But so much of the course is totally unrelated to "real life flying". Sample questions can also be found the JAA's website. The FAA is far more practical, but the JAA seems to try and weed out more potential pilots with this theory course. You have to learn a lot of stuff that navigators (1960's era) and flight engineers have to know. The current JAA course came into effect in 1999, so make sure that you talk to people who took the exams past this date, because they became much more difficult that year. If you would like more info then checkout www.pprune.org
The only school that I know of in the USA that offers this theory course is Naples Air Center, in Naples, Florida. Your best bet is to get waived into a JAR ATPL, but you need really high time on big jets. I think you can find that info on either pprune or the naples air center site. Converting the flying portion won't be near as difficult as the exam part. If you need anymore info you can private message me, good luck!!!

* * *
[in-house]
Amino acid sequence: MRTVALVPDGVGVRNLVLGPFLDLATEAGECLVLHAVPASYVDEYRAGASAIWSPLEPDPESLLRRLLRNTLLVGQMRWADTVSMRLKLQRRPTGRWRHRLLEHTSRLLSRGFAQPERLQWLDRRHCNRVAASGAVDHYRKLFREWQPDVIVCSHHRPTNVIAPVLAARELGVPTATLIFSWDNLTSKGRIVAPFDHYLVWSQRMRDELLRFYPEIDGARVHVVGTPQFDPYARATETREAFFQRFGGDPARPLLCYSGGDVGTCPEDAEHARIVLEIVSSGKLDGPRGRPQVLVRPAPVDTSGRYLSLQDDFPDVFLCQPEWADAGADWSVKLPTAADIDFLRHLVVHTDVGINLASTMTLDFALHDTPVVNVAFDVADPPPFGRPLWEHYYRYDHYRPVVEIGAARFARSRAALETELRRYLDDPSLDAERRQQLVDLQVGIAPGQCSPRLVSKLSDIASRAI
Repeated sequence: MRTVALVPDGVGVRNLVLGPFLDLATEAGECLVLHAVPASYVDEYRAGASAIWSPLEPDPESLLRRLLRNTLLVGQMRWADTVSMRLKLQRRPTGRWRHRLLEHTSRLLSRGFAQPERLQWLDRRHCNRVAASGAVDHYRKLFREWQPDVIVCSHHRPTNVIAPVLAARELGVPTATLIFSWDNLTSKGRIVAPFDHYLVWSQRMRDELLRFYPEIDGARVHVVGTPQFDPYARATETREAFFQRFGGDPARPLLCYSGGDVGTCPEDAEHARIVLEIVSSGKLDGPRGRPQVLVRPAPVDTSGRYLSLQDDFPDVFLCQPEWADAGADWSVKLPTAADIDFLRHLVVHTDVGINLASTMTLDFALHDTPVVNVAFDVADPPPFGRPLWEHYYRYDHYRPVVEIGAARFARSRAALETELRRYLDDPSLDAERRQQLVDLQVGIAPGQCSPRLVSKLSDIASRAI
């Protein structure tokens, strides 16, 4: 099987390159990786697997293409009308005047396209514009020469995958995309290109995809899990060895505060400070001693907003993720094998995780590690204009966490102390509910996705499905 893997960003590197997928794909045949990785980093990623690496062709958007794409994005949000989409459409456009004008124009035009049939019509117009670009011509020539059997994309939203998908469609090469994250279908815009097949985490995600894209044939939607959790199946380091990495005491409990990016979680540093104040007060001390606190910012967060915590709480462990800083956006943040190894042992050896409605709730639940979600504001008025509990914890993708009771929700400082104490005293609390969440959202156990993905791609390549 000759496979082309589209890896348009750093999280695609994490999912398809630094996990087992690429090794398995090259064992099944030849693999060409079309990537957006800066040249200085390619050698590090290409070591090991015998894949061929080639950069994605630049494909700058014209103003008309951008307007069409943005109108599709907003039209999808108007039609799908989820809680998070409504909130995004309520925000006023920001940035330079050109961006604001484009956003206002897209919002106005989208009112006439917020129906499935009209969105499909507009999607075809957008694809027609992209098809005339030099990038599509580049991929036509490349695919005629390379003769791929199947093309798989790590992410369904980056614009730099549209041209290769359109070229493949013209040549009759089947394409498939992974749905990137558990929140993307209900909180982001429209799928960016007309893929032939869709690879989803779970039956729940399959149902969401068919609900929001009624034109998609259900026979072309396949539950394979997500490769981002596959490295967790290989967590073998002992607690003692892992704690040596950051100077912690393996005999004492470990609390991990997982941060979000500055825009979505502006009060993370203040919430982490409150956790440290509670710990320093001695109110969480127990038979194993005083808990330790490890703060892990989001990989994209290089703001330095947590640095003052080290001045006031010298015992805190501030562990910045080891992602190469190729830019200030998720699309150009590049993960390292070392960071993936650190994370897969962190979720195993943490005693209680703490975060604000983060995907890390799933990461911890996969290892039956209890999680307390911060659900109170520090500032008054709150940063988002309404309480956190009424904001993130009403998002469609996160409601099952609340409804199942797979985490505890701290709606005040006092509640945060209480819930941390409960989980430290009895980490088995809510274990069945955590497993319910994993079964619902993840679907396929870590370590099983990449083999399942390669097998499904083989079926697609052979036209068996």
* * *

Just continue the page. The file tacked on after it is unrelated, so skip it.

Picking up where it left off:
scoobs

Well-Known Member
If you have your JAA how tough is it to get a job and to get a work permit? And is that only for Europe?
 

Welsh Chris

New Member
I did my JAA ATPL with Naples.. they were excellent. But there is nothing to stop you from doing any of the other UK courses.. like bristol.gs or oxfordaviation.net or several in Bournemouth or Cranfield.. do a search for them..

If you don't have a background in aeronautics, then I should say I have found Bristol and CATS (Cranfield) to be the bee's knees (thousands of pretty pictures).

I agree with the above. I was (am) an MEI/CFII/CFI etc and have found the transition.. hard work. I'd do the euro route first if you can. Flying wise too.. I'd get used to things back home first.. the UK is a pit of IMC most of the time.. awlful stuff. Alright once you get used to the r/t

just my six pence (cents, whatever)
:bandit:
 

88MPH

Addicted voyeur
Kimb said:
( if I dont find an American wife
)
In my opinion, you DON'T want an American wife!!

Well, at least I don't want another one!

Just my quick two cents.
 
Top